If you receive SSI but not Social Security benefits, and did not file for taxes in 2019, the IRS will automatically send your payment the same way you normally receive your SSI benefits, such as by direct deposit, Direct Express card or paper check


If you’re missing stimulus money for yourself or your dependents, you’ll need to claim it during the upcoming tax season.

Angela Lang/CNET

Are my children eligible for a stimulus check?

For the second stimulus check, as long as your children were 16 years old or younger, they would contribute $600 toward the final total of your household’s second stimulus check. You can use our stimulus check calculator to figure your family’s total estimate.

Under the CARES Act, qualified people with dependents age 16 or younger were eligible for up to $500 per child dependent, but not everyone actually received that extra money

The third stimulus check would make dependents of all ages eligible for up to $1,400 that would apply to the household’s total payment, not just children under 17. That would include older adult relatives and college-age children as well.

Here’s who the IRS counts as an adult to receive their own stimulus check.

Can I request a catch-up payment for my dependents?

If you used the IRS’ Non-Filers tool from May 5 through Aug. 15 of 2020, the IRS should’ve automatically issued the catch-up payment for your dependents in October 2020. If you received your original stimulus money by direct deposit, you should’ve gotten the catch-up payment the same way. Others would’ve received it in the mail.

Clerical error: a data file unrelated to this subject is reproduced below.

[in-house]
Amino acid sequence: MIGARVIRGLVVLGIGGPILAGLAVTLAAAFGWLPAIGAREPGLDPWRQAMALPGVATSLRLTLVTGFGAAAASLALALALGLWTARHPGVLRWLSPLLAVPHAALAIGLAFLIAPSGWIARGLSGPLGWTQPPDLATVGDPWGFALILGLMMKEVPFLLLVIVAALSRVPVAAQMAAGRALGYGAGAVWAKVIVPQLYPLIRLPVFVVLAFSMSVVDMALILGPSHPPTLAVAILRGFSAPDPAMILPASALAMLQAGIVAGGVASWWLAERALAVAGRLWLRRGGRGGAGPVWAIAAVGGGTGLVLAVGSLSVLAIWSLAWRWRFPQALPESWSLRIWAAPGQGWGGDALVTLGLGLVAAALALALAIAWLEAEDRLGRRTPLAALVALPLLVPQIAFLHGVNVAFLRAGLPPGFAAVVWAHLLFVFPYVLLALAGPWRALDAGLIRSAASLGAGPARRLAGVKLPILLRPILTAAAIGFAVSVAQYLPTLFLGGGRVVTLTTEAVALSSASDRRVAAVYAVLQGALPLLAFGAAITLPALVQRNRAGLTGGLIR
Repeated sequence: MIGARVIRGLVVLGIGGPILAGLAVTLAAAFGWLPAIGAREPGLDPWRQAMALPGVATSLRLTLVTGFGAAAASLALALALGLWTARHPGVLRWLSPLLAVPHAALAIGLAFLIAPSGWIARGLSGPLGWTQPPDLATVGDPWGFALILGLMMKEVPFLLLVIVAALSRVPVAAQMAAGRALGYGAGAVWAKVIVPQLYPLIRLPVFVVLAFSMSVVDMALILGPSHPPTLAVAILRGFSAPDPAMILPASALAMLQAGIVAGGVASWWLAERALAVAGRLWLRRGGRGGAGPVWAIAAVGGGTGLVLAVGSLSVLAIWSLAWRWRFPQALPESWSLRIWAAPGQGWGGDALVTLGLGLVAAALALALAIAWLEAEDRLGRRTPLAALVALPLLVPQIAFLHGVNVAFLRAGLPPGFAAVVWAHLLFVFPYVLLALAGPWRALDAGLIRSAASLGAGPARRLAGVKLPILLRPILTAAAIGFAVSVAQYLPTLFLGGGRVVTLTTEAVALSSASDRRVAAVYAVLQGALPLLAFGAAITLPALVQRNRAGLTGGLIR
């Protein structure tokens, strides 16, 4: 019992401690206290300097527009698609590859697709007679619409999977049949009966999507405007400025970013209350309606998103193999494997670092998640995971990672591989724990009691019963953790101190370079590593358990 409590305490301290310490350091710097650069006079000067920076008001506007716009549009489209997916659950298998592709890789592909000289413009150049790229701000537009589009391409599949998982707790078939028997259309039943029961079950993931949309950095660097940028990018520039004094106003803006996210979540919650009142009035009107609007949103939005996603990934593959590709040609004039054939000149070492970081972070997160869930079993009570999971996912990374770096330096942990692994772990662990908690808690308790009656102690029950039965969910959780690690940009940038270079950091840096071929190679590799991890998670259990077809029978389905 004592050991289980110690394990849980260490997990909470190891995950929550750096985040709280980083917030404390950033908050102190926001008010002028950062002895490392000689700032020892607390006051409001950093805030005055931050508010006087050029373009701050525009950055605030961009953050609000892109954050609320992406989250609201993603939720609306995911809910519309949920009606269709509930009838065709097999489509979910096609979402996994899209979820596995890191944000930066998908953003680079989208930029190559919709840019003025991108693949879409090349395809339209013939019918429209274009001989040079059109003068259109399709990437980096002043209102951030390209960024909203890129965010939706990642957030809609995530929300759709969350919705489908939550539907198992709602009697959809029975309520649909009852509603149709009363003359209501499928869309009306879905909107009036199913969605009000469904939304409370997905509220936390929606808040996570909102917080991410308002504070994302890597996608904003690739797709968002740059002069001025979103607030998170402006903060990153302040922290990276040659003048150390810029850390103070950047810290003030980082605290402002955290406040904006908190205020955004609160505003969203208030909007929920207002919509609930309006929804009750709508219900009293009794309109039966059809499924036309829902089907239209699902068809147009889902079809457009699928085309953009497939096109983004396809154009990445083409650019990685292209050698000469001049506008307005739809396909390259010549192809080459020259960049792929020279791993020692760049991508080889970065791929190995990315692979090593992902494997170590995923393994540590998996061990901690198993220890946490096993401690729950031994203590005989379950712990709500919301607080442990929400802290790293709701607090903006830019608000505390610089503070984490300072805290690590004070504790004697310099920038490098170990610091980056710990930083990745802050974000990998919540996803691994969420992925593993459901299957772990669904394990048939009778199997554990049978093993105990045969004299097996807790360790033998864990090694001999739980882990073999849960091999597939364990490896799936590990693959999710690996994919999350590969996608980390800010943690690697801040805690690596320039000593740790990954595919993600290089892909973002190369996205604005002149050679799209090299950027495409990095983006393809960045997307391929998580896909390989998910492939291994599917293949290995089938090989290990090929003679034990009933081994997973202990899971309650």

If you filed for your missing dependent money by Nov. 21, the payment should’ve arrived by the end of 2020 in the same way you received your first payment (likely direct deposit or by mail). If you missed the deadline, your check will be included on your 2020 tax return in 2021

To check the status of your or your dependent’s payment, use the IRS’ online tool to track it.

What if I get SSI or SSDI benefits and live outside the US?

If you’re a Social Security beneficiary with a foreign address whose monthly benefit is deposited into a foreign bank account, you’ll receive your stimulus payment as a check in the mail. (The IRS isn’t meant to deposit money into foreign banks.) The IRS planned to start sending the first raft of checks to those recipients at the end of July 2020. 

If you live abroad but receive your monthly benefits through a US bank, you should’ve received your first payment by direct deposit to that account by the end of July as well. It isn’t clear what will happen to this group with the second check, but if it wasn’t distributed by Jan. 15, it will have to be claimed as part of a tax return. Find out everything you need to know about stimulus checks, citizenship and living abroad here.